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Book Review: The Other Side of Paradise
“The Other Side of Paradise” by Staceyann Chin c.2009, Scribner $24.00 / $32.00 Canada 288 pages
Courtesy of Scribner 

Book Review: The Other Side of Paradise

By Terri Schlichenmeyer

May 16, 2009 —  The picture looked so perfect.

You weren’t really looking for a vacation destination, but the smiling faces on that poster made you want one. Happy couples on sandy beaches or green hillsides, astride horses or with snorkels over their noses.

Romance. Relaxation. Regeneration of the soul, all promised.

You couldn’t wait. Your bags are packed and you’re anticipating the time of your life.

Have fun. Just don’t look too hard behind any fašade because, as you’ll see in “The Other Side of Paradise” by Staceyann Chin (“The Other Side of Paradise” by Staceyann Chin
c.2009, Scribner $24.00 / $32.00 Canada 288 pages), some people don’t just get handed The Good Life. They have to fight for it.

Performer and author Staceyann Chin made her debut two months early. Her mother, Hazel, who hid the fact that she was with child, gave birth on the floor of a rented house in Lottery, Jamaica in her seventh month of pregnancy. The baby’s deaf, elderly grandmother refused to believe the tiny child would die.

“Me just tell everybody fi keep them mouth shut because this little girl here going to live and live and live,” she said.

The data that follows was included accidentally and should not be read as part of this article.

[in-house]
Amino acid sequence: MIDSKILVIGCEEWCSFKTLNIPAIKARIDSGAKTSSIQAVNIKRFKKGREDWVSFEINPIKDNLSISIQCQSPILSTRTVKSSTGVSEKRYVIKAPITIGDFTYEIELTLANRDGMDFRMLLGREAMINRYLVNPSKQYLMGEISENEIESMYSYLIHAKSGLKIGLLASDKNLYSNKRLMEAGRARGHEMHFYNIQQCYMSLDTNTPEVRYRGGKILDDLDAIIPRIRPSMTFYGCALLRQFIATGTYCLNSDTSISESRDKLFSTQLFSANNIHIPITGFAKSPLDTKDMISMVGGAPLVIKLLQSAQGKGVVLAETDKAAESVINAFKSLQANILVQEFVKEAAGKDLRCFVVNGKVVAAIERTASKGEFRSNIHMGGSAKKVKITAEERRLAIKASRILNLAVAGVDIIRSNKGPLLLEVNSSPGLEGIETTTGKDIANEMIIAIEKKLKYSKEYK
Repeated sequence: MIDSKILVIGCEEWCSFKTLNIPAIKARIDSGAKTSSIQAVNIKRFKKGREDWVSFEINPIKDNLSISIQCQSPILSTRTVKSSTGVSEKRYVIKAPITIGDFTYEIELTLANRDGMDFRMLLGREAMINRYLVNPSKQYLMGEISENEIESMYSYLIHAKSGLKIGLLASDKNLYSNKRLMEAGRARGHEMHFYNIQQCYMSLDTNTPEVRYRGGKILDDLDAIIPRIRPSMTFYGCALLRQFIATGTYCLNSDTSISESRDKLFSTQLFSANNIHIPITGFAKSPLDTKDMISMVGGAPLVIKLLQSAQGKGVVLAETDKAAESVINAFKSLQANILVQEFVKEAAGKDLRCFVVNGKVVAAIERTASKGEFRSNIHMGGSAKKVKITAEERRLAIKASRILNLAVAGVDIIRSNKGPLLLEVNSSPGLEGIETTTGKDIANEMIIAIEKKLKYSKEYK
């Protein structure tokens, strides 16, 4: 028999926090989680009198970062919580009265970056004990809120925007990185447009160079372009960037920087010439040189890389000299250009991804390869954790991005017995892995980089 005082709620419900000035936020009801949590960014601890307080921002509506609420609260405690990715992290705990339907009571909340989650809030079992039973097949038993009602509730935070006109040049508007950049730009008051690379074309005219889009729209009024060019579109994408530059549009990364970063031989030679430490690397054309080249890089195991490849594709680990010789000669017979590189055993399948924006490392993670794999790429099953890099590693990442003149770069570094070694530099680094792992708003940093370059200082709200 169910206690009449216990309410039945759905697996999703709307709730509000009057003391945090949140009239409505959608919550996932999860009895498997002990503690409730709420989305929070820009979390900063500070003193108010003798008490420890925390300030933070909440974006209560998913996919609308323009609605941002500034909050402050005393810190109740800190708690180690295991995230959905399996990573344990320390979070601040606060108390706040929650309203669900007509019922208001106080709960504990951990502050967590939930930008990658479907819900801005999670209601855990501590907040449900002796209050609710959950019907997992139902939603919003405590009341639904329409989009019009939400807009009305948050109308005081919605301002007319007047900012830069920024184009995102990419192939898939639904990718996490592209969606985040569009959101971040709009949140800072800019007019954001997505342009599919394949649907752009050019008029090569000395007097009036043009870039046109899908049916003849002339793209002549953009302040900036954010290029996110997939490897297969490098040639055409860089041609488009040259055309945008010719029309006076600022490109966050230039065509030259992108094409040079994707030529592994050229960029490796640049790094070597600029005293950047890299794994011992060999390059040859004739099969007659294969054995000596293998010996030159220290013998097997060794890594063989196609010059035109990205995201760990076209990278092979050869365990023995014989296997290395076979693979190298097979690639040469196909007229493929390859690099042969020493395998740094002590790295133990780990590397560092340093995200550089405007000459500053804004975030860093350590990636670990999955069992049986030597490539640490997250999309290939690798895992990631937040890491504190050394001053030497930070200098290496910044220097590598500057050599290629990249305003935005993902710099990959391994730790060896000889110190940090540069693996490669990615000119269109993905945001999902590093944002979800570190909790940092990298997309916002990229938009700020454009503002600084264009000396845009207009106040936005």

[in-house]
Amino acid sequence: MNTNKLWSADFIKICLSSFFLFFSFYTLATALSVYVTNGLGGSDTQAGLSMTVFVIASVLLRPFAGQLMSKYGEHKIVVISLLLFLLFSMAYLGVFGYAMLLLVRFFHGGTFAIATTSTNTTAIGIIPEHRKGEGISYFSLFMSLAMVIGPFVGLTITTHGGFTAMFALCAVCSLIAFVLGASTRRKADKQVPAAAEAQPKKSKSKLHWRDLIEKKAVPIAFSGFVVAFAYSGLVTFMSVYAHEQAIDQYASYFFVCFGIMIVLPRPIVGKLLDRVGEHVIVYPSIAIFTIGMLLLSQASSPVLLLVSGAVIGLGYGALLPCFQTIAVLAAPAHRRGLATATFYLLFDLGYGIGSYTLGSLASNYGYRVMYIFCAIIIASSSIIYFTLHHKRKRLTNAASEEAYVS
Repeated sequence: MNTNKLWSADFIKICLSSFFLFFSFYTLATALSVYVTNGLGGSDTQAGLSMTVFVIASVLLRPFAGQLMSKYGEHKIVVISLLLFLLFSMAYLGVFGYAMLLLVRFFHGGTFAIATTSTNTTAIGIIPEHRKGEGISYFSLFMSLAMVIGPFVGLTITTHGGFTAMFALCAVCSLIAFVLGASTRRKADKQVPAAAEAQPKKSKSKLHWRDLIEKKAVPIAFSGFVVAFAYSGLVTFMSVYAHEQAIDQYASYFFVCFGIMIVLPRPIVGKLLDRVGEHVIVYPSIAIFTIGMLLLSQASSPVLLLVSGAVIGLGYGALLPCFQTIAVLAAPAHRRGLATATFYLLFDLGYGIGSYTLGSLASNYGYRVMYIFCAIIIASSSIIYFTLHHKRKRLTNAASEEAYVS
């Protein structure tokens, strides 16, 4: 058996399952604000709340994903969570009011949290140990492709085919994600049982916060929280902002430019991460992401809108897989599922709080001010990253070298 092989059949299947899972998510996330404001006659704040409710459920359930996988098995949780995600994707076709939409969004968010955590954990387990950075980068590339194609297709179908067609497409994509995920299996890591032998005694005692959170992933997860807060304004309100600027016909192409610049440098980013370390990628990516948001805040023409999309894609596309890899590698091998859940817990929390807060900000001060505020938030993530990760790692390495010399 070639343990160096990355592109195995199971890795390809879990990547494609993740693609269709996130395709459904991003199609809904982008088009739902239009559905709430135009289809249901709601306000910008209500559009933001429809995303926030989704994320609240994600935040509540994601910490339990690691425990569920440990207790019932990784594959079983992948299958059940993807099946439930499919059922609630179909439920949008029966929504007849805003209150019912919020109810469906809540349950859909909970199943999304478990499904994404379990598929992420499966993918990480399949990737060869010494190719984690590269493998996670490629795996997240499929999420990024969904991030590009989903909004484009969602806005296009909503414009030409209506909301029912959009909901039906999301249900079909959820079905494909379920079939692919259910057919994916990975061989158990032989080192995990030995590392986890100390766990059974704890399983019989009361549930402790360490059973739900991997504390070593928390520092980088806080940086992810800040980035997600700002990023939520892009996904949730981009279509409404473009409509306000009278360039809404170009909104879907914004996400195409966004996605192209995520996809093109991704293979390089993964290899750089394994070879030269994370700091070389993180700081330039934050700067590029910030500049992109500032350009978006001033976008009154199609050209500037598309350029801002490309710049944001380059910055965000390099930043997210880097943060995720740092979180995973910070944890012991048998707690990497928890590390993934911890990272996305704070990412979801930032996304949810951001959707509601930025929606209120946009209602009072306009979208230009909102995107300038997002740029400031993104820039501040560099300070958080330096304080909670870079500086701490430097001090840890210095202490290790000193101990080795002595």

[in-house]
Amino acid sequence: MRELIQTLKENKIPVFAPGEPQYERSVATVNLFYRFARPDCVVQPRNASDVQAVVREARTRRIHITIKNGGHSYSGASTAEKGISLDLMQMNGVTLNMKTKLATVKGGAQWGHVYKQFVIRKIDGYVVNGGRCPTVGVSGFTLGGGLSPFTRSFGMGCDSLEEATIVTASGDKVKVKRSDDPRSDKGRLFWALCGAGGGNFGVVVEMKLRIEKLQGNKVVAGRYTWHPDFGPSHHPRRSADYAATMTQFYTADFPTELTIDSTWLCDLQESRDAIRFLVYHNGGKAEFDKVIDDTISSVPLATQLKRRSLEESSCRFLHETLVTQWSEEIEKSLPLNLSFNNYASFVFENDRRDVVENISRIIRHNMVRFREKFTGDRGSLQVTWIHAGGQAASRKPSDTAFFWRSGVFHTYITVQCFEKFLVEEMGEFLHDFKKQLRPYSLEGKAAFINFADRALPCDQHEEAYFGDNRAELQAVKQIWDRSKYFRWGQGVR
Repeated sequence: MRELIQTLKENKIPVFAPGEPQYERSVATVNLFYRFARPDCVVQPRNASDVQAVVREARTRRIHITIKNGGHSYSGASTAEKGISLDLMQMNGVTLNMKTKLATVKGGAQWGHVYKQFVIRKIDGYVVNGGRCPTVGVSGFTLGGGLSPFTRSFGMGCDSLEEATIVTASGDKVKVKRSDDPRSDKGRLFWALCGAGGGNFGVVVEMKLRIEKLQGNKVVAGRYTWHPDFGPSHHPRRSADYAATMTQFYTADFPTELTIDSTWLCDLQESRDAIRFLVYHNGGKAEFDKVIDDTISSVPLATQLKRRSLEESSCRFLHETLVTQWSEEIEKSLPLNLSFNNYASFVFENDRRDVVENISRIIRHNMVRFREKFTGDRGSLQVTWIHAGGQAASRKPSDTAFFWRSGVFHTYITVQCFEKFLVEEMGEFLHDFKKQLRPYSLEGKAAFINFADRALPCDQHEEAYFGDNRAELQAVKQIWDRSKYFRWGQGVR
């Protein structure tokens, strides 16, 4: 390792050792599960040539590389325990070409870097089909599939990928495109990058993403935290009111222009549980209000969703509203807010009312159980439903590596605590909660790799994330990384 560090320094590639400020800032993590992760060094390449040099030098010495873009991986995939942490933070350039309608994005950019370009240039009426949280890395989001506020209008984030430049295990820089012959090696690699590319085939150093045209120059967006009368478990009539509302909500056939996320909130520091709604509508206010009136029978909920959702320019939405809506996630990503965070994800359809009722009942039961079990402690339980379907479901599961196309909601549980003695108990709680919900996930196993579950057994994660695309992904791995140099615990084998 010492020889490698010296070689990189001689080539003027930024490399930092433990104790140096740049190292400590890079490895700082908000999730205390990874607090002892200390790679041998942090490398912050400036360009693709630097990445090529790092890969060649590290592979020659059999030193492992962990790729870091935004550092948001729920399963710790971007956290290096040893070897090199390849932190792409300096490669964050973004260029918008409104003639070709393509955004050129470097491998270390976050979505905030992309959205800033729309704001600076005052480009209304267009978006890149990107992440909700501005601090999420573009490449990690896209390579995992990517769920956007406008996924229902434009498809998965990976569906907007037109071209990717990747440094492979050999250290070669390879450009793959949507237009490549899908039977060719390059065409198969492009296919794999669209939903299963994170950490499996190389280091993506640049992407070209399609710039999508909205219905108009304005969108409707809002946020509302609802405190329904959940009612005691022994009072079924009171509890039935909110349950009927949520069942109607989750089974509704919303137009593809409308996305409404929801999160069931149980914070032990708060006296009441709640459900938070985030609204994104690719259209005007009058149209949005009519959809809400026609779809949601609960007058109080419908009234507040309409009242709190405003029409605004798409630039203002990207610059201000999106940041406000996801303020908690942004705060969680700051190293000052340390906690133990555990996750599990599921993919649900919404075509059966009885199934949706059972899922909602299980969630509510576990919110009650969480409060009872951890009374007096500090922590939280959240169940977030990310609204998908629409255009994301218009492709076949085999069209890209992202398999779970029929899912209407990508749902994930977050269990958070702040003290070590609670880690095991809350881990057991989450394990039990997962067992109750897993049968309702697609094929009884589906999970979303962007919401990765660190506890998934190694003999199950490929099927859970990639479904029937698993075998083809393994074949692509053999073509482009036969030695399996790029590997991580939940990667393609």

Book Review: The Other Side of Paradise
Performer and Author Staceyann Chin
Courtesy of Scribner 

Shortly after giving birth, Hazel left the infant and her 3-year-old brother with Grandma, and disappeared. Everyone said she had gone to Canada.

When Staceyann was barely four years old and Grandma could no longer pay the rent, the trio moved in with relatives. Uncle Harold was a policeman. Aunt June was abusive, especially to Staceyann, whom June thought was too willful. Beatings were a common occurrence for infractions, even as Harold and June’s own children got away with much of the same behavior. When Staceyann was eleven, Aunt June had enough, and shipped her to yet another relative, this one in Paradise, Jamaica.

But paradise was lacking there. The house was filthy and cramped. Staceyann learned to sleep wrapped in a sheet to avoid being raped. School was her only respite, though she had to hide her life from classmates. Yet the willfulness never left her.

It turned to strength.

I struggled with this memoir, because I enjoyed it and I was disappointed in it.

The first part of “The Other Side of Paradise” is so beautiful and peaceful. I absolutely loved the way the dialogue is written, giving it a perfect island lilt, lush; so vivid, you can almost hear it.
The middle of this book is painful but triumphant. Readers will cheer because we know that author Staceyann Chin is going to persevere, and her spunkiness is exactly what we want to see.
But the ending of this book disappointed me. Chin’s anger appeared so quickly that it caught me off-guard. I expected her revelation of lesbianism, but it felt like she was daring me to oppose. Everything up to this point was filled with empowered strength and triumph so the venom, though justifiable, was a surprise in its too-quick, without-warning harshness.

Still, because of the beauty and emotion in this book, I can’t not recommend it. Just beware that “The Other Side of Paradise” is probably not a good choice for a vacation read.



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